CNN.com: What happened to the plan for a 24 movie, and how is this series different from what had been planned for the film? Also, how has Jack changed in these four intervening years, and how is he the same?
Kiefer: ”It’s a very different script than we had for the movie. … I couldn’t exactly tell you why it didn’t happen, but then Howard [Gordon, one of the executive producers] came to me with this.” As for Bauer’s personality: “There’s a very strong moral compass with Jack. Whether he is right or wrong, he’s going to do what he thinks is the right thing, at the risk of his own life. … It’s very structurally different” in that before, he’s always started out, at least, working under the auspices of a government agency or the president. “This season, not only is he working on his own, the people he’s trying to help are actually hunting him, trying to kill or arrest him. He’s harder and I think angrier than he’s ever been,” from having had to hide out in Eastern Europe for all that time, away from his daughter, grandchildren and the country he thought he had been serving. There’s also a dramatic shift in the relationship between Jack and tech-whiz Chloe, Kiefer teases.
Examiner.com: How did you jump back into the character after four years away?
Kiefer: ”I’d like to say it’s really innate in me now, but that’s not true. … when you put something away and we were done with it … the longer you’re away, the more precious you get with it. The six months leading up to it I was really dealing with my nerves, and I was very fortunate to have Jon Cassar as director. … The first three days, I kept asking him does that feel right to you, does that look right, does that sound right? And he’d say, ‘Of course, Kiefer, it’s perfect.’ And clearly I didn’t believe him.” But then during a scene with Rajskub and another actor, Sutherland says, “There was something about the vocal dynamic. He [Jack] comes in really hot and then goes down to almost a whispering tone, and that triggered something for me, made me feel really comfortable and at ease.”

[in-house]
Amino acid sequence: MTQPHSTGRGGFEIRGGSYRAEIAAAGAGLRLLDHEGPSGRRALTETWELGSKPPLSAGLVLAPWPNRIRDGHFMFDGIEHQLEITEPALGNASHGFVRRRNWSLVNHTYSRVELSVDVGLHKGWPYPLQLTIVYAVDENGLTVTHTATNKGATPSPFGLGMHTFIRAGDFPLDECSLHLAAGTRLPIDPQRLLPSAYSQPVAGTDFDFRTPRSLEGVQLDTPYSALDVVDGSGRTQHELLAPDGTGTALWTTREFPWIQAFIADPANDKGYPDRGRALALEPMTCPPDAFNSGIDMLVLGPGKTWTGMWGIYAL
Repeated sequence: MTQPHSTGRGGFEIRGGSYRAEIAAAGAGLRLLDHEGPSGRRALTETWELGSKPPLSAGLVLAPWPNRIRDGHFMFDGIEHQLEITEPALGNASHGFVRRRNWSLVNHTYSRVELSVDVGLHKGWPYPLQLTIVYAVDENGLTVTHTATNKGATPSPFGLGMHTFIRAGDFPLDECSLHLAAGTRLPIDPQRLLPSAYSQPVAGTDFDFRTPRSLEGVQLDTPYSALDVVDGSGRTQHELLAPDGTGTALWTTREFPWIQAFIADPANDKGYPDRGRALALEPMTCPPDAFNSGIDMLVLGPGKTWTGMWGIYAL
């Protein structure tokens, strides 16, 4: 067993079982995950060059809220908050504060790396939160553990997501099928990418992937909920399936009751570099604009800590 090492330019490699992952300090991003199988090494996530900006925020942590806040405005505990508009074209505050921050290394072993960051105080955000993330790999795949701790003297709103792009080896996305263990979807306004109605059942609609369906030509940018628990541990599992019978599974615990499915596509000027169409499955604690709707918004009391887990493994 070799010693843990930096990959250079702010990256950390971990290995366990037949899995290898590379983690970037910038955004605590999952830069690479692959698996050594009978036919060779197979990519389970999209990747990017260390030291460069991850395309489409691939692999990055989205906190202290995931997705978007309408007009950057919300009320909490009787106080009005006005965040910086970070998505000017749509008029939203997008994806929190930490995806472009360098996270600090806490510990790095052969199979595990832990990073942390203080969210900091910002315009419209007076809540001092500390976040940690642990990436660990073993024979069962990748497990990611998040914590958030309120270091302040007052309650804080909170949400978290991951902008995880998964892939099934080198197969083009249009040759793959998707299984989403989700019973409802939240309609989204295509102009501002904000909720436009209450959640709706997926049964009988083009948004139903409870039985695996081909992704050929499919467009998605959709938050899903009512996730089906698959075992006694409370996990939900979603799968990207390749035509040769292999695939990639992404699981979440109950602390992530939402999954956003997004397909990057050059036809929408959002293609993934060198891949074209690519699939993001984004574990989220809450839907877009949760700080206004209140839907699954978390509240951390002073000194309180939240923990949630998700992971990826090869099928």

The North Texas Daily (the campus paper of the University of North Texas): What’s been the most pressure you’ve felt in your career?
Kiefer: “It centers around 24. Certainly by the end of the second season — very rarely do you get that, captured lightning in a bottle, and there was a real pressure to continually make it better … that comes from within. … When we finished the eighth season, I think my shoulders dropped 3 inches … there was a relief” in knowing that pressure was off.
TVWise.co.uk: Was the early success in the United Kingdom key to the series’ success, and how did you feel when you found out this one would be shot here?
Kiefer: ”It made me smile. If there was one place that I thought deserved the attention [of having the shoot there], it was London. It was a hit out of the box there … 24 was on the fence [for a second-season order] and I think the success in Europe, and ultimately in Japan as well, were instrumental for the pick up. A part of me felt that London was very fitting” for the new iteration.
Rock On Request Magazine: Jack’s always had an adversary who at first is working by his side, but then sets up roadblocks and becomes an enemy, the character we love to hate. Can you tell us who that’ll be this season?
Kiefer (laughing): Of course I can’t tell you, that would ruin the whole thing. … It will surprise you, I think. It’s multilayered, it’s more than one person.”
Premier Guide Media: If you were as skilled as Jack and a similar event to one he routinely faces took place, would you fight or take flight?
Kiefer: “I’ve thought about that in trying to kind of understand and develop the character. … I’ll be the first person to tell you I am not Jack Bauer. … But if someone threatened or endangered my family or children, that reaction is instinctual, it’s guttural, and I would fight to the death for that.”